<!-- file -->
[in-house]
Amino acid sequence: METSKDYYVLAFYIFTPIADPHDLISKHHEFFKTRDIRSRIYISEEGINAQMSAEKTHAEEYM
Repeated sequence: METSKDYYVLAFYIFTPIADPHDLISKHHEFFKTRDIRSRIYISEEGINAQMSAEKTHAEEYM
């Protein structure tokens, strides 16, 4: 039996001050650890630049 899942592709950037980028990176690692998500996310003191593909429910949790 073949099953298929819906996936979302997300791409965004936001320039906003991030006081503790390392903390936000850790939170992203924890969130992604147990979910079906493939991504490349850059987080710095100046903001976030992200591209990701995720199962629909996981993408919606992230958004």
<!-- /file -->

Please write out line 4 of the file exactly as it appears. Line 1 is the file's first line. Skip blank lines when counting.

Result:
């Protein structure tokens, strides 16, 4: 039996001050650890630049 899942592709950037980028990176690692998500996310003191593909429910949790 073949099953298929819906996936979302997300791409965004936001320039906003991030006081503790390392903390936000850790939170992203924890969130992604147990979910079906493939991504490349850059987080710095100046903001976030992200591209990701995720199962629909996981993408919606992230958004």